Soon, I will be moving from the Netherlands to the US on an H1B visa. My new employer in the US provides health insurance as soon as my contract starts. However, I will arrive one week before the start of my contract. Can I get temporary health insurance in the meantime?

By law, as soon as I deregister as a resident of the Netherlands, my Dutch health insurance immediately expires. There will thus be a period where I have no regular insurance in either country.

I have looked into travel insurance, but it seems (I could be wrong) that travel insurance only covers the cost of emergencies, and further relies on your regular insurance (which I don't have).

I have also considered taking private insurance. However, these plans span at least one month, and I am not sure if it would be problematic to have overlapping insurance plans.

  • 1
    One option which might be worth looking into is delaying the moment you deregister in the Netherlands with a week. I guess that would mean you're still a normal Dutch resident for that week and you could rely on travel insurance.
    – AVee
    Commented Aug 24, 2019 at 13:00
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    Sadly this is not an option. The Netherlands require me to deregister in person, and all deregistrations are effective immediately.
    – Kevin
    Commented Aug 24, 2019 at 13:01

2 Answers 2


my brother purchased temporary insurance for himself and his family upon arrival the USA through this service. It was recommended by the company he came to work for: https://www.insubuy.com/temporary-workers-insurance-eligibility/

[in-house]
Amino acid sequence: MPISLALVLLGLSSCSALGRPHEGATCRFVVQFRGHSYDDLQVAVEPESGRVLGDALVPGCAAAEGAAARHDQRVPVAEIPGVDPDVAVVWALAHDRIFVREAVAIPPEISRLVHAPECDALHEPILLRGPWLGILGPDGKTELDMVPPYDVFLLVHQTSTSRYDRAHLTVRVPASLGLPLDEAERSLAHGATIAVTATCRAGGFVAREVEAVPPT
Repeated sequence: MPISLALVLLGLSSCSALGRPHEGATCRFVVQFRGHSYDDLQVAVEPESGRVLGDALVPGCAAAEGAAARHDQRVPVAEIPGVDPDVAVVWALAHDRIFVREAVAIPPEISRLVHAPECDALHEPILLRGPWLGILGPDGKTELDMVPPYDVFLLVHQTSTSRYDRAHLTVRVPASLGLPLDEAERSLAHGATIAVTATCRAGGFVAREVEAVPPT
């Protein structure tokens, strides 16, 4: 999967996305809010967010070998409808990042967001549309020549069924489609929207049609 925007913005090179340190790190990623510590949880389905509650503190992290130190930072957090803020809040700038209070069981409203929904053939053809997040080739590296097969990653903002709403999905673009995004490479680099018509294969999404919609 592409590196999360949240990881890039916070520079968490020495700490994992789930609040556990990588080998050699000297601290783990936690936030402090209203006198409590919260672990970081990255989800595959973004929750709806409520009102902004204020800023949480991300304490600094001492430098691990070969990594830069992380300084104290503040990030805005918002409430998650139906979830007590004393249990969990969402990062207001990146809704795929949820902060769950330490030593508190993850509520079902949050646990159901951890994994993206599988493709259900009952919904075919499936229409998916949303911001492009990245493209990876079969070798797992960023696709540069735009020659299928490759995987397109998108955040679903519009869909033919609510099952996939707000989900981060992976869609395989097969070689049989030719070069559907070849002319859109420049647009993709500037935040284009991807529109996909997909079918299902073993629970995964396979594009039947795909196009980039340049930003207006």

• the answer to the question!
    – Fattie
    Commented Aug 24, 2019 at 20:40
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    This website in this answer was very clear, and I have applied for short term health insurance for a month. The same was also proposed by @Pont. Thank you both!
    – Kevin
    Commented Aug 25, 2019 at 14:18

However, these plans span at least one month, and I am not sure if it would be problematic to have overlapping insurance plans.

In my experience, this is not a problem. It just means that, if you do need to make a claim, you should disclose all your applicable policies to each insurer so that they can sort out between themselves who's covering what; the claims form will probably request this explicitly. (Overlapping policies would only become a problem if you tried to make multiple, separate claims for the same costs, which I'm fairly sure would qualify as fraud.) You can always ask the insurance company about this when buying the policy if you want explicit confirmation that it's OK.

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